Integrative topology uncovers new biology from heterogeneous omics data

author: Nataša Pržulj, Department of Computing, Imperial College London
published: July 19, 2019,   recorded: July 2019,   views: 78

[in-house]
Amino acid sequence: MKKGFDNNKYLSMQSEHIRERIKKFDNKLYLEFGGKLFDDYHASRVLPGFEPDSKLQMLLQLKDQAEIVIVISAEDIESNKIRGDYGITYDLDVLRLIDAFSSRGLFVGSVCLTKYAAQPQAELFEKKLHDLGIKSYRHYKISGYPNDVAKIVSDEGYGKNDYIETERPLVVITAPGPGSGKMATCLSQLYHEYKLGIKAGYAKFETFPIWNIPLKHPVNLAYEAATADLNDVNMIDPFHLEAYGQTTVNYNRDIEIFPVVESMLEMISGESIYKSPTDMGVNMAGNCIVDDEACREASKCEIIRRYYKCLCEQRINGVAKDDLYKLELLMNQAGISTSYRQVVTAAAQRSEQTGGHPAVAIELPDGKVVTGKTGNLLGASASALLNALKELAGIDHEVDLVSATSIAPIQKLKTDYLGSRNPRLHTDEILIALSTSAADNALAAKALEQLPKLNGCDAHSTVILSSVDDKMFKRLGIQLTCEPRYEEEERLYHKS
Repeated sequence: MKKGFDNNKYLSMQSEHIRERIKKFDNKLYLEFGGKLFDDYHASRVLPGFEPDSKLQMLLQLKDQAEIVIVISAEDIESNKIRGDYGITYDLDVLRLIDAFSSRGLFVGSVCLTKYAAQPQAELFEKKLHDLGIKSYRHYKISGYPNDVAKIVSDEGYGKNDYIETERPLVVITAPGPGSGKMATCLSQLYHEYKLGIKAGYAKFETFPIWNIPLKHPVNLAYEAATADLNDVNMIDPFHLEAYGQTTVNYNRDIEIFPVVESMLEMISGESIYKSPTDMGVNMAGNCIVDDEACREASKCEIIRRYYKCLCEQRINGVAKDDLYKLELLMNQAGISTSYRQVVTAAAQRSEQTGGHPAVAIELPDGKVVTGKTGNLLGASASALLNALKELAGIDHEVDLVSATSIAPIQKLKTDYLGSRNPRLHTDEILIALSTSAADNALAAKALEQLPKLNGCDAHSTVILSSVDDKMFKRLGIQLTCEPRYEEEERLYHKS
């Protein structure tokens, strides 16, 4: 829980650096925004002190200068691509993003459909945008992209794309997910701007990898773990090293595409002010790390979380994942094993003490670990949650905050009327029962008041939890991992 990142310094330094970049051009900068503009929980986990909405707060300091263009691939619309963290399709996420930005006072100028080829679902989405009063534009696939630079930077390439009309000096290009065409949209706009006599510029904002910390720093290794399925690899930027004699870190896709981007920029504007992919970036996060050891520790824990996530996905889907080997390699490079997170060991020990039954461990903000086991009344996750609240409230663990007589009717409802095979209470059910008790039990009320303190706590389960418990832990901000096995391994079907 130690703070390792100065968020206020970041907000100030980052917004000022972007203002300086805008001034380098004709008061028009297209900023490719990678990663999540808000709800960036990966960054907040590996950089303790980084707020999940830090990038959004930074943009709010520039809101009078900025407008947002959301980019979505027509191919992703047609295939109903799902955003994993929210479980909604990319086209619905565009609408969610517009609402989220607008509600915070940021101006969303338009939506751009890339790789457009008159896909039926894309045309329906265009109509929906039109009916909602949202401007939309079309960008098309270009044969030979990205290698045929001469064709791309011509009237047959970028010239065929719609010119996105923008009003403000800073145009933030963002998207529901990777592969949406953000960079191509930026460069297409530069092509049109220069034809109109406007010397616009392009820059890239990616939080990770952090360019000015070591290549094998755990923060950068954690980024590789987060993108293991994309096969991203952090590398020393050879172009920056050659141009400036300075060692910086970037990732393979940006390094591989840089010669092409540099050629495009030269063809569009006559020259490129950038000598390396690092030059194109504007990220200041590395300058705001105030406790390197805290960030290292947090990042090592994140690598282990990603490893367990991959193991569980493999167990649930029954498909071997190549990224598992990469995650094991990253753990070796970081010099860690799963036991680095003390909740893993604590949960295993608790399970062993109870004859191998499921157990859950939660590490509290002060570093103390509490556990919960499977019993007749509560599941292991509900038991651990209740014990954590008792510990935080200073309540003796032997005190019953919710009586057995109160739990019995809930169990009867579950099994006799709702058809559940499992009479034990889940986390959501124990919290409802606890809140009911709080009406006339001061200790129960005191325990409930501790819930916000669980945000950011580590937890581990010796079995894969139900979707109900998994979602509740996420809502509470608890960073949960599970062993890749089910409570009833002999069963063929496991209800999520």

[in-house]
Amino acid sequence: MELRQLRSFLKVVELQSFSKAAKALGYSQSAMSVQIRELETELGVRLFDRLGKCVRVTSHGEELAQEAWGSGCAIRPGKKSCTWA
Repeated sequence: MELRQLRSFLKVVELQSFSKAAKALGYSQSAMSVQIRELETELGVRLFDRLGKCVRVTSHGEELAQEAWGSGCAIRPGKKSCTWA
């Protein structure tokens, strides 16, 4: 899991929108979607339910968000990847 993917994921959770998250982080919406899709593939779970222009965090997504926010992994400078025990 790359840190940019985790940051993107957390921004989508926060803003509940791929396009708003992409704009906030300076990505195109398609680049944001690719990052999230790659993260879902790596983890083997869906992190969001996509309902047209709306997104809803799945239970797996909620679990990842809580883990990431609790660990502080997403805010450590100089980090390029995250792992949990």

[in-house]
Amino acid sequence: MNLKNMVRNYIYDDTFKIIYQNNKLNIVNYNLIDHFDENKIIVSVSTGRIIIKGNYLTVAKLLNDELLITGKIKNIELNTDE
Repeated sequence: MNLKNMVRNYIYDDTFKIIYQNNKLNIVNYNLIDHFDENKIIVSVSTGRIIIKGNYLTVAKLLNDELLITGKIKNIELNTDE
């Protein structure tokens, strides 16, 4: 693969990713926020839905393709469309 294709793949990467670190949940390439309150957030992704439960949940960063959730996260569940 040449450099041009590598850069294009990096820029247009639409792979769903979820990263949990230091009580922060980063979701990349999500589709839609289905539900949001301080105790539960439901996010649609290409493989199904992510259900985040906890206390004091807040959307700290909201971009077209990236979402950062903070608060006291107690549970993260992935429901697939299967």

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We are faced with a flood of molecular and clinical data. We are measuring interactions between various bio-molecules in a cell that form large, complex systems. Patient omics datasets are also increasingly becoming available. These systems-level data provide heterogeneous, but complementary information about cells, tissues and diseases. The challenge is how to mine them collectively to answer fundamental biological and medical questions. This is nontrivial, because of computational intractability of many underlying problems, necessitating the development of heuristic methods for finding approximate solutions. We develop methods for extracting new biomedical knowledge from the wiring patterns of systems-level, heterogeneous, networked biomedical data. Our methods uncover the patterns in molecular networks and in the multi-scale network organization indicative of biological function, translating the information hidden in the topology into domain-specific knowledge. We introduce a versatile data fusion (integration) framework to address key challenges in precision medicine: better stratification of patients, prediction of driver genes in cancer, and re-purposing of approved drugs to particular patients and patient groups. Our new methods stem from novel network science approaches coupled with graph-regularized non-negative matrix tri-factorization, a machine learning technique for dimensionality reduction and co-clustering of heterogeneous datasets. We utilize our new framework to develop methodologies for performing other related tasks, including disease re-classification from modern, heterogeneous molecular level data, inferring new Gene Ontology relationships, aligning multiple molecular networks, and uncovering new cancer mechanisms.

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